Turning over to the Contentnea meeting…

    Thomas and “Celia,” no dates, are mentioned with their children.

    Hope this helps.

    Traci Thompson

    April 26, 2012 at 9:25 am

    • Well that verifies a 1758 Selah that would be a plausible wife and of a similar age… hmmm… I’ll keep digging.

      anderson1951

      April 26, 2012 at 12:22 pm

      • Hi Marc

        These deeds id Seleh Pittman as nee Seleh Hanbury

        Edge. Co Db 12, page 139, deed date 24 Nov 1806, Rhoda Hanbury, Edge.
        Co to Joseph Pittman and his wife, Selah Pittman, county aforesaid for
        100 pds, all the right that Rhoda Hanbury has in a tract being her
        proportional part of the land that her father, Samuel Hanbury died
        seized and possessed of containing 91 acres, except the use of one
        third of said land to Elizabeth Hanbury, widow of the aforesaid Samuel
        Hanbury, during her natural life, land being on the north side of Town
        Creek being on Ruffin Branch beginning at a pine the corner of Samuel
        Hanbury dec’d then along said Hanbury’s and Solomon Ward’s line west 54
        poles then along said Hanbury’s line 107 poles to a corner in said
        Hanbury’s line then south 37 east through the plantation to an oak in
        said Hanbury’s line then along said line mainly a north course to the
        beginning, signed Rhoda Hanbury, wit John Hyman, Edward Long (X),
        acknowledged in court. Abstracted 16 Jul 07, NCA film C.037.40010,
        CTC.

        Edge. Co Db 12, page 140, deed date 24 Nov 1806, Rhoda Hanbury, Edge.
        Co to Joseph Pittman and his wife, Selah Pittman, county aforesaid for
        100 pds, all the right that Rhoda Hanbury has in a tract being her
        proportional part of the land that her father, Samuel Hanbury died
        seized and possessed of containing 91 acres, except the use of one
        third of said land to Elizabeth Hanbury, widow of the aforesaid Samuel
        Hanbury, during her natural life, land being on the north side of Town
        Creek being on Ruffin Branch beginning at a pine the corner of Samuel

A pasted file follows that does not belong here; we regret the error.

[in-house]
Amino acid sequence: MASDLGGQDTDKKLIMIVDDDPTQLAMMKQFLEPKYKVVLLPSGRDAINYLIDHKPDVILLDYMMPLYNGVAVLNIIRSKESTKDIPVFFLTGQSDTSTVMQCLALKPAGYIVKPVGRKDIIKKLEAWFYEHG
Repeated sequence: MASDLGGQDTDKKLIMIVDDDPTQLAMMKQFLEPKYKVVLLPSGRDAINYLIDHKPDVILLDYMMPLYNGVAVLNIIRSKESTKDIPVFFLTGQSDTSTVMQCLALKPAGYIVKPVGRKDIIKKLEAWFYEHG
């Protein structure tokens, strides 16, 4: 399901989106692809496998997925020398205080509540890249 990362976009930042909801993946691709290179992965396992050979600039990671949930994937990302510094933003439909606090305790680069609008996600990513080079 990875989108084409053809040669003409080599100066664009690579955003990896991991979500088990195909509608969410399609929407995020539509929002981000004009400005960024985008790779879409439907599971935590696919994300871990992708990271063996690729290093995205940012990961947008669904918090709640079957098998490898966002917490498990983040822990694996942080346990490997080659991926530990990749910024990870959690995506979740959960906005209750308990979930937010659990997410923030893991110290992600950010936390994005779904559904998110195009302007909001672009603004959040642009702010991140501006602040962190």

Hanbury dec’d then along said Hanbury’s and Solomon Ward’s line west 54
        poles then along said Hanbury’s line 107 poles to a corner in said
        Hanbury’s line then south 37 east through the plantation to an oak in
        said Hanbury’s line then along said line mainly a north course to the
        beginning, signed Rhoda Hanbury, wit John Hyman, Edward Long (X),
        acknowledged in court. Abstracted 16 Jul 07, NCA film C.037.40010,
        CTC.

        Edge. Co Db 12, page 143, deed date 2 Jan 1807, recorded May Ct 1807,
        Joseph Pittman and his wife, Selah Pittman, Edge. Co to Rhoda Hanbury,
        county aforesaid for 100 pds, all their right to a tract of land being
        their proportional part of 91 acres Samuel Hanbury died seized and
        possessed of excepting only one third part together with the manor
        house and other buildings where Elizabeth Hanbury, widow of said Samuel
        Hanbury lives during her natural life and no longer, the said land
        being on the north side of Town Creek and on Ruffins Branch, beginning
        at said Pittman’s corner in the said (dec’d) former line then west 77
        poles to a pine standing on the west side of Ruffins Branch then to the
        said branch and down the various courses of the said branch to a red
        oak in the branch then along (Hanbury) original line to Pittman’s
        corner an oak in the said line then along the dividing line through the
        plantation north 37 west to the beginning, signed Joseph Pittman (X),
        Selah Pittman (X), wit John Hyman (proved), Edward Long (X).
        Abstracted 16 Jul 07, FHC film 0370242, CTC.

        12-140 Elizabeth Hanbury wife of Samuel Hanbury decd and Rhoda Hanbury sold land to Joseph and Seley Pittman 11/24/1806.
        12/-143 Joseph and Selah Pittman sold land back to Rhoda Hanbury 1/2/1807

        Rhoda married Hardy Proctor.
        Joani

        Joani Taylor

        January 30, 2017 at 3:42 pm

  6. Ah Joani, good to hear from you…

    As you well know, I am interested in who the Joseph Pittman was who witnessed the will of William Anderson d. 1789.

    Since you have identified the wife of Joseph Pittman who was clearly alive in 1807… would you care to hazard a guess as to who his father was?

    It seems rather obvious to me from my notes above… but then I am clearly biased because they are “my” notes. Care to offer a ruthless and “objective” opinion?

    anderson1951

    January 30, 2017 at 5:41 pm